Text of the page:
“We know that the human tongue can detect five tastes — sweet, salt, sour, bitter and umami (a taste for identifying protein rich foods). Through our study we can conclude that humans have a sixth taste — fat,” said Dr Russell Keast of Deakin University.
In the results of a screening procedure, people exhibited a taste threshold for fat that varies from one individual to another.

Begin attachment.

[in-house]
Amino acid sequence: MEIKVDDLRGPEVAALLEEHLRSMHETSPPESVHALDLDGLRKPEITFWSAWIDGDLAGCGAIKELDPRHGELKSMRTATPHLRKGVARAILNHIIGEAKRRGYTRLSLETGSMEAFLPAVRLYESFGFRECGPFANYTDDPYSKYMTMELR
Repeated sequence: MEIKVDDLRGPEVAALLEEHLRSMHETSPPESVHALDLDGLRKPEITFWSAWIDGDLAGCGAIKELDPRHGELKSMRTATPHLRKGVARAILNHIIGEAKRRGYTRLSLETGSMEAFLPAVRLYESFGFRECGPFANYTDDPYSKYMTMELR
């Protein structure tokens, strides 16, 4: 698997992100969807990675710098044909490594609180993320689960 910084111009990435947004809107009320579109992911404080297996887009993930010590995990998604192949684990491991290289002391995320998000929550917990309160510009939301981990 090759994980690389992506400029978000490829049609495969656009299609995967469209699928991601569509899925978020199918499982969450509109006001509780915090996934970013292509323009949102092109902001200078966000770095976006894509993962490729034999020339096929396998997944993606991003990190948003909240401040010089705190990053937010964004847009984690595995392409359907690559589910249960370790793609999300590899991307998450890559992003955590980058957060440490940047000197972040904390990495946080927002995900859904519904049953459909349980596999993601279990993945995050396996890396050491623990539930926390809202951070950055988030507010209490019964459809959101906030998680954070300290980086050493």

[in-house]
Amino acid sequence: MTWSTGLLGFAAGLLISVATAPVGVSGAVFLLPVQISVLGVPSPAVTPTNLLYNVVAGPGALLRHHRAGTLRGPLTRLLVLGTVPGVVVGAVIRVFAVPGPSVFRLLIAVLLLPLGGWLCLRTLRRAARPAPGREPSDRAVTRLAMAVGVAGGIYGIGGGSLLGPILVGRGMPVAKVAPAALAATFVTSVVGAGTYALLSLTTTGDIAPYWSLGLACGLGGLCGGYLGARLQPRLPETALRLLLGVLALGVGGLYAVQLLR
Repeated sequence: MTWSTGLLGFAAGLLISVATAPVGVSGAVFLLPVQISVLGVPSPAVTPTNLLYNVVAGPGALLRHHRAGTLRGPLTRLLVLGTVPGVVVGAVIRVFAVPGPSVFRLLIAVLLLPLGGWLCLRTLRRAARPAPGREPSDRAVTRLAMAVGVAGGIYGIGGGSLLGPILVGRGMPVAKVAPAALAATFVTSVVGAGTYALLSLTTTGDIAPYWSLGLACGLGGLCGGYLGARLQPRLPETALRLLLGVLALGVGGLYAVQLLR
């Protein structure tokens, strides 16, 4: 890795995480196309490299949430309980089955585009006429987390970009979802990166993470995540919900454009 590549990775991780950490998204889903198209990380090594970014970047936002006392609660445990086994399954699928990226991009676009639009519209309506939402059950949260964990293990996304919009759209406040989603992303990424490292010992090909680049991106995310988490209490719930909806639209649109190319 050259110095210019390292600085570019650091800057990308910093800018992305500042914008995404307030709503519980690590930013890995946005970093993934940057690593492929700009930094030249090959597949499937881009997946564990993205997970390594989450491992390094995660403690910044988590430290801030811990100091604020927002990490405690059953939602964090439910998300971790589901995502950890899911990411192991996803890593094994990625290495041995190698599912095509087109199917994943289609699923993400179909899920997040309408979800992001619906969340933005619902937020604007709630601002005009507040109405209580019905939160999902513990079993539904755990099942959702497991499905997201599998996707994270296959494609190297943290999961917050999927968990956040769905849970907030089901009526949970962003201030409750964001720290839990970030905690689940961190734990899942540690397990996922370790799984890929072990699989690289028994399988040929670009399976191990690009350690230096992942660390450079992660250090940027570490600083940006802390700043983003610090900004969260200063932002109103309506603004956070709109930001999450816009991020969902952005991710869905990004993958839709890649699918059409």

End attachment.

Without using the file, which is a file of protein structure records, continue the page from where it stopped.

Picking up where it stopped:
“Interestingly, we also found that those with a high sensitivity to the taste of fat consumed less fatty foods and had lower BMIs than those with lower sensitivity,” Dr Keast said. The researchers will next examine whether the fat taste sensitivity is genetically inherited, perhaps desensitized over time or stems from other possibilities. Read on Discovery of ‘fat’ taste could hold the key to reducing obesity via Science Daily